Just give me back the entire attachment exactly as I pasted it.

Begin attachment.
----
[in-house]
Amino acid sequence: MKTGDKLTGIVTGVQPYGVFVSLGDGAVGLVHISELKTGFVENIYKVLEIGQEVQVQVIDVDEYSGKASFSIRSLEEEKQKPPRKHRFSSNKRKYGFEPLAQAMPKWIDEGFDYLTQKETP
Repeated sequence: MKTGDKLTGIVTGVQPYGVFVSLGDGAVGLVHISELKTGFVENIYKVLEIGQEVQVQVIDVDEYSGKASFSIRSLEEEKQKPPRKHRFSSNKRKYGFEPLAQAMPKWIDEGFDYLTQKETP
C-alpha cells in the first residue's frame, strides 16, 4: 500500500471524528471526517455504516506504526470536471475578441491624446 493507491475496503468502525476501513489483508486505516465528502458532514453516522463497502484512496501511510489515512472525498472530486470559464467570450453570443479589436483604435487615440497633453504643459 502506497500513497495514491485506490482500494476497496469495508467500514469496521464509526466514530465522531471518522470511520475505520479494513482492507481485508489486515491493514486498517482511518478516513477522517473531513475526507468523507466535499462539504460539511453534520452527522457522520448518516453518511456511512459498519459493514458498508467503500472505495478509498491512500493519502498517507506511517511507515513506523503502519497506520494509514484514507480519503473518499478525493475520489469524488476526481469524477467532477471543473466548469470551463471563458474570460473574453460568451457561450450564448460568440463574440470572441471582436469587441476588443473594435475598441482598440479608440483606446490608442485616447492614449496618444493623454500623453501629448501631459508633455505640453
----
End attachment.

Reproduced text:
[in-house]
Amino acid sequence: MKTGDKLTGIVTGVQPYGVFVSLGDGAVGLVHISELKTGFVENIYKVLEIGQEVQVQVIDVDEYSGKASFSIRSLEEEKQKPPRKHRFSSNKRKYGFEPLAQAMPKWIDEGFDYLTQKETP
Repeated sequence: MKTGDKLTGIVTGVQPYGVFVSLGDGAVGLVHISELKTGFVENIYKVLEIGQEVQVQVIDVDEYSGKASFSIRSLEEEKQKPPRKHRFSSNKRKYGFEPLAQAMPKWIDEGFDYLTQKETP
C-alpha cells in the first residue's frame, strides 16, 4: 500500500471524528471526517455504516506504526470536471475578441491624446 493507491475496503468502525476501513489483508486505516465528502458532514453516522463497502484512496501511510489515512472525498472530486470559464467570450453570443479589436483604435487615440497633453504643459 502506497500513497495514491485506490482500494476497496469495508467500514469496521464509526466514530465522531471518522470511520475505520479494513482492507481485508489486515491493514486498517482511518478516513477522517473531513475526507468523507466535499462539504460539511453534520452527522457522520448518516453518511456511512459498519459493514458498508467503500472505495478509498491512500493519502498517507506511517511507515513506523503502519497506520494509514484514507480519503473518499478525493475520489469524488476526481469524477467532477471543473466548469470551463471563458474570460473574453460568451457561450450564448460568440463574440470572441471582436469587441476588443473594435475598441482598440479608440483606446490608442485616447492614449496618444493623454500623453501629448501631459508633455505640453